The Power of Story to Change Hearts and Minds Where Facts & Logic Cannot

Some of you may remember the April 2015 Munk debate – a -semi annual debate that takes place in Toronto with an audience of approximately 3000 on a topic of current public interest. That particular year the debate question was whether the West should engage with Russia or not. Author Anne Applebaum and Russian chess champion and Kremlin critic Garry Kasparov argued for eschewing engagement to punish Putin and the Russian government for its supposed sins. Professor Stephen F. Cohen and Russian journalist Vladimir Posner argued for engagement.

Unfortunately, the audience was swayed by Applebaum and Kasparov and voted for non-engagement. The result of this always bothered me. How is it that an anti-Russia propagandist like Applebaum and a Neocon apologist like Kasparov can beat out one of the best Russia Studies academics in the U.S. and a renowned Russian journalist? In a rational world, Cohen and Posner should have been able to mop the floor with the likes of Applebaum and Kasparov without even breaking a sweat. What happened?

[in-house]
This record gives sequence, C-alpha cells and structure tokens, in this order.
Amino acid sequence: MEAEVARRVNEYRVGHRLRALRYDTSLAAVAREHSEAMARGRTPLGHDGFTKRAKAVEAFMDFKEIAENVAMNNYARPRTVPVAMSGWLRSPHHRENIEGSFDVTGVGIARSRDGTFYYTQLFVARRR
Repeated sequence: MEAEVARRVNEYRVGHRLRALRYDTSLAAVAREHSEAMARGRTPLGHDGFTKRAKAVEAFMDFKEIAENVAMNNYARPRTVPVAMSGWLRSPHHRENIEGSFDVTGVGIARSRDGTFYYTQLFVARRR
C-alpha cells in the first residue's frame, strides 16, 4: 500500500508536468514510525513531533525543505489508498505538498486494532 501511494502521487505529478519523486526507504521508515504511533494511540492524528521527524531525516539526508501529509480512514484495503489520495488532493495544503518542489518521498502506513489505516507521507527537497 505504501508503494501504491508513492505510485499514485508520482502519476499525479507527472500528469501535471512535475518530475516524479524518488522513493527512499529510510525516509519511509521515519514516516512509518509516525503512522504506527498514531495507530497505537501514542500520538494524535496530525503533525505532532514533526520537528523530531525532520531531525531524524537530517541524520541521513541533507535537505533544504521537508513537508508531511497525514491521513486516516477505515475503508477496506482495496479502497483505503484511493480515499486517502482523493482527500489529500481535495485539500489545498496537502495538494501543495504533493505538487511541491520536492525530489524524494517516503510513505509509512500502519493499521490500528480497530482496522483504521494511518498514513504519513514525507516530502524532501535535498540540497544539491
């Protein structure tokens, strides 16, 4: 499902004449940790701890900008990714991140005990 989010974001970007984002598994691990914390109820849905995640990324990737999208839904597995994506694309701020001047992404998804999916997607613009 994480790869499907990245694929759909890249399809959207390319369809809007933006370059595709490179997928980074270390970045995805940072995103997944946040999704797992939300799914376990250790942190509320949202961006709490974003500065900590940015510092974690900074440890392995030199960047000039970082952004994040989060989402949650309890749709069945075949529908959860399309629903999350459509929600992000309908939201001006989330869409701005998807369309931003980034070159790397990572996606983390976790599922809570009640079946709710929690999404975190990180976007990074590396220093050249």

As a life-long lover of literature and someone who has tried my own hand at writing fiction (I have two trunk novels), I have a theory as to why this happened.

There are a small percentage of people, often scholarly types or journalists, who are swayed by and believe in the power of rational argument and the recitation of facts and figures to change people’s minds on any given issue. But the truth is – that is not actually how most people’s minds are changed. Humans evolved as storytellers, from hieroglyphics on caves to oral tradition and the written word, all cultures across time have told stories. Storytelling is how we have imparted ethical guidelines as well as practical information needed for survival.

In the Ted Talk below, author and writing coach Lisa Cron discusses the history and science behind the power of narrative and why it can transform people’s views where logical argument alone cannot. She gives an excellent example of how literature changed far more minds on a critical issue of 20th century American political import than any logical argument. Hint: most of you have read the novel and/or seen the movie. She also cautions people to be aware of the narratives they are being fed by the larger culture and whether those narratives are desirable or harmful.